Put 'em Down Take 'em Out - Knife Fighting Techniques From by Don Pentecost

By Don Pentecost

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The Norman Conquest had put a check on the Scots, whose kingdom was in danger of being totally outclassed. When William Rufus annexed Carlisle and its region in 1092, he deprived the Scots of territories that (unlike Northumberland) had actually belonged to Scotland since the early eleventh century; and he went on to treat Duncan II (1094) and Edgar (1097–1107) as client sub-kings, partly from a natural desire to extend his influence, partly because as overlord of Scotland he could keep the border quiet.

As for Loirebased Anjou, it had been a dominant power in eleventh-century France until eclipsed by Normandy in the 1060s. But by c. 1100 Anjou had begun to rise again through a remarkable programme of internal consolidation and external expansion. Former Norman-controlled Maine, an ideal base from which to probe Normandy’s defences, was united to Anjou in 1110; at the battle of Alençon in 1118 the Angevins dealt another severe blow to Norman prestige by inflicting on Henry I his heaviest military defeat.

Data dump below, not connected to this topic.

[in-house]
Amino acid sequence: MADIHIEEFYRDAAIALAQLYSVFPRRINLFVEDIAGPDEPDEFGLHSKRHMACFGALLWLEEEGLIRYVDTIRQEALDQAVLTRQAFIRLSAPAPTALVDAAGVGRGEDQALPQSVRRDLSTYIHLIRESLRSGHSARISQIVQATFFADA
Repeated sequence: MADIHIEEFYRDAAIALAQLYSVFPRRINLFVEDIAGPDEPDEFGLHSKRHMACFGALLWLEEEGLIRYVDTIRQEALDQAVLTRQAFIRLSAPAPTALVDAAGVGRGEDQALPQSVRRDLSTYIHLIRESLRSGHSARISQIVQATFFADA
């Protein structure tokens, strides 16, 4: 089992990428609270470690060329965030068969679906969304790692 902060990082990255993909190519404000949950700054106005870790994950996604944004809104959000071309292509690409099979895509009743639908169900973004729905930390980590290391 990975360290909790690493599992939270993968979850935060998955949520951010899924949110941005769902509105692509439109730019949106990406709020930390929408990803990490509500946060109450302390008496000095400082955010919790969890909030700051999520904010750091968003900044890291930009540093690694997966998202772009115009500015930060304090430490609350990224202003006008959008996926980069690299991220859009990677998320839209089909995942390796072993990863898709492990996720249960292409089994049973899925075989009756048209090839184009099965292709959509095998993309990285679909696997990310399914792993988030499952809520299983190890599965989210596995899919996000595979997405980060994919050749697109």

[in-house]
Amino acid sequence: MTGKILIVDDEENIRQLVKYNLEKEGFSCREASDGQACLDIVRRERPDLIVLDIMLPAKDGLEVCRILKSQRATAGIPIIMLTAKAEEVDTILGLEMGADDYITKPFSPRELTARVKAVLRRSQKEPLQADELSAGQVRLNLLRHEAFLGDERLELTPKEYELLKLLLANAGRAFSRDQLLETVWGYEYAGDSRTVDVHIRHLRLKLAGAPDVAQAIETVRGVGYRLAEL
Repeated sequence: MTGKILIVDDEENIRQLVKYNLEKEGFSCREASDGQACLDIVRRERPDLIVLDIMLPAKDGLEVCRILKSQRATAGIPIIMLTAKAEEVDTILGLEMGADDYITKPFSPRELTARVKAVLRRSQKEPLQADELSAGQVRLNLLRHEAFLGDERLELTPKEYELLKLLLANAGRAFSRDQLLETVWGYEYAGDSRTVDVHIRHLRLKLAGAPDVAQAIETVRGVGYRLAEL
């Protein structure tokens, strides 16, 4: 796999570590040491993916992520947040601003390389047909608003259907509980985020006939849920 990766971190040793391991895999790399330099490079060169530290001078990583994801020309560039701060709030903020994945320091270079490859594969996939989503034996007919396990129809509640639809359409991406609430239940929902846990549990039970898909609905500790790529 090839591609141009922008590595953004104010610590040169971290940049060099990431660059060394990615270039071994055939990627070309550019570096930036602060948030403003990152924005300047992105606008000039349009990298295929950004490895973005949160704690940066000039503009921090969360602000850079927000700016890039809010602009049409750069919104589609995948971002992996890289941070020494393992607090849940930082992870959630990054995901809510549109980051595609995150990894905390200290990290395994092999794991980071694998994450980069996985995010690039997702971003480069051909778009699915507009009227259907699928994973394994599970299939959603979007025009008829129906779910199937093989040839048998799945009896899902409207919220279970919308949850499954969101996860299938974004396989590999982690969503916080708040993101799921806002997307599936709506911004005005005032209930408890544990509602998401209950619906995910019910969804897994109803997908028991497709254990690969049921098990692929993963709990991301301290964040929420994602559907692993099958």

Though this verdict was given nearly thirty years ago, scarcely any attempt has since been made to advance the discussion, and a new assessment is long overdue. King Stephen’s war leadership While his deputies fought numerous separate actions, Stephen in person led great armies against the Scots (1136, 1138), the Angevins in Normandy (1137), and West Country rebels (1136, 1138, 1139–40). Although small-scale operations later became the norm, only in 1148 and 1154 was he spared strenuous active service.

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